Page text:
In between these two speeches, in a February 16, 2005, editorial for Capitalism Magazine by American Policy Center President Tom DeWeese, the GWAR meme gained titular status: “The New Religion Is Global Warming.”
But the most fully developed version of the global-warming-as-religion analogy is the nearly 5,000-word essay published on the Web in 2007 by retired British mathematician John Brignell — who cites Crichton’s 2003 speech in his opening paragraph.
The more generic environmentalism-as-religion meme now seems confined to Earth Day, which Emory University economics professor Paul Rubin described in an April 22, 2010, WSJ op-ed piece as environmentalism’s “holy day.” Two recent examples, from this past April, were provided by former business consultant W.A. Beatty and by Dale Hurd, a “news veteran” for the Christian Broadcasting Network.
The GWAR meme appears as opportunities — cool summers; early, late, or heavy snowstorms; or scandals — arise. And its meaning can vary accordingly.
Nature/Climate as Sacred
Some of the first American “environmentalists” — David Thoreau, Ralph Waldo Emerson, John Muir — often used religious language. Nature was where they most vividly experienced the presence of God. But when contemporary environmentalists use quasi-religious language without explicitly avowing a particular faith, their opponents may suspect that nature itself has become the object of their worship. When James Lovelock named his homeostatic model of the planet and its atmosphere after the ancient Greek earth goddess, Gaia, he provided a new ground for this suspicion.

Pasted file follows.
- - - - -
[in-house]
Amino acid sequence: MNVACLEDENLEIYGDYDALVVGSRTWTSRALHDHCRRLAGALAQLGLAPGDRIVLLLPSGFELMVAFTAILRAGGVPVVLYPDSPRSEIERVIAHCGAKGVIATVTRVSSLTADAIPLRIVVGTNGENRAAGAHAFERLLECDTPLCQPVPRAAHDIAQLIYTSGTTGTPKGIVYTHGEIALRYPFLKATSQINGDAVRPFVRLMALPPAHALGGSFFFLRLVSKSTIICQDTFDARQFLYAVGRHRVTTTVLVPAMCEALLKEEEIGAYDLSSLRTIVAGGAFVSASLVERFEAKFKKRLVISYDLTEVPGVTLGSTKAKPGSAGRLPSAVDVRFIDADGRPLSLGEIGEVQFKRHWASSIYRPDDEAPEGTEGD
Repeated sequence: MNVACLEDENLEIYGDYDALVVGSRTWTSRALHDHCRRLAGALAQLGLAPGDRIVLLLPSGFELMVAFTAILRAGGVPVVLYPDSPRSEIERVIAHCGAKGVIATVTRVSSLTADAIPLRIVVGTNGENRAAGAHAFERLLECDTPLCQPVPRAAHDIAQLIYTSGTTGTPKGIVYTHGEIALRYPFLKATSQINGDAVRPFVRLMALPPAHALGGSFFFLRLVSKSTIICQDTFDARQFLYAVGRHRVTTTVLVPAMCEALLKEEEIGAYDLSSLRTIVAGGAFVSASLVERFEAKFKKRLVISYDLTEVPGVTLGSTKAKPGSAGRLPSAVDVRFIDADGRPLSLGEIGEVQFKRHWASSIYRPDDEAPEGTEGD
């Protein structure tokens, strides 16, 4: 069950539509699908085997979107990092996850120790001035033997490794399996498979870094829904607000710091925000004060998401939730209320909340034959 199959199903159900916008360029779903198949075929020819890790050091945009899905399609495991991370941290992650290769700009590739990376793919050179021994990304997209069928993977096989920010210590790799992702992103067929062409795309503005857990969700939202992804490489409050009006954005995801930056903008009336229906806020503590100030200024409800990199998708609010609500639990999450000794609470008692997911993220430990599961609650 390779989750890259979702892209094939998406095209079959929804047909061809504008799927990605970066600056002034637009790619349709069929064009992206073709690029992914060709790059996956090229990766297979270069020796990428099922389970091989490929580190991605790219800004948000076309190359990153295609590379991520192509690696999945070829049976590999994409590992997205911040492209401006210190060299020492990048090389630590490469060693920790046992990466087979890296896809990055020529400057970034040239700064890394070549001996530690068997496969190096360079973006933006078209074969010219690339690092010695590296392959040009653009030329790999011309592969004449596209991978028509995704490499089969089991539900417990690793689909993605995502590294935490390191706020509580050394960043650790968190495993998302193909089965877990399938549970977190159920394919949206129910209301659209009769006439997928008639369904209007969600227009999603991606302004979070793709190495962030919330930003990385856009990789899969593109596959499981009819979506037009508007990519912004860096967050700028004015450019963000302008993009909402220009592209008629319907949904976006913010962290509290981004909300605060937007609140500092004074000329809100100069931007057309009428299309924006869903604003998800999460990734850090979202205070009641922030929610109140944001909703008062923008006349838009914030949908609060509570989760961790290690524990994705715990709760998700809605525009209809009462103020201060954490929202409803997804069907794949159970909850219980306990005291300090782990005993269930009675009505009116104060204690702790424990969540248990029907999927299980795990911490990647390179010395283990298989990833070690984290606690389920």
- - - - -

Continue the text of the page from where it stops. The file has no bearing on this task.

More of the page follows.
For conservatives, there are strong and weak versions of this charge.
The strong charge is “paganism,” that environmentalists or climate activists/scientists worship nature in ways akin to the practices of the Egyptian, Mesopotamian, Greek, and Roman empires in which the ancient Jews and early Christians lived. This strong charge is typically leveled by evangelicals who publicly profess their own faith. Physicist James Wanliss and his colleagues — whose book and dvd, Resisting the Green Dragon, offer “A Biblical Response to One of the Greatest Deceptions of the Day” — provide perhaps the most vivid example.
The weak version reduces the charge of paganism to misplaced values. Very arch religious language may still be used, but the meaning is now metaphorical. In these more frequent instances of the GWAR meme, conservatives accuse climate activists/scientists of essentializing climate, of being too willing to slow or even disable our economic engine because they believe Earth has an “optimal climate.”
Read the full article here.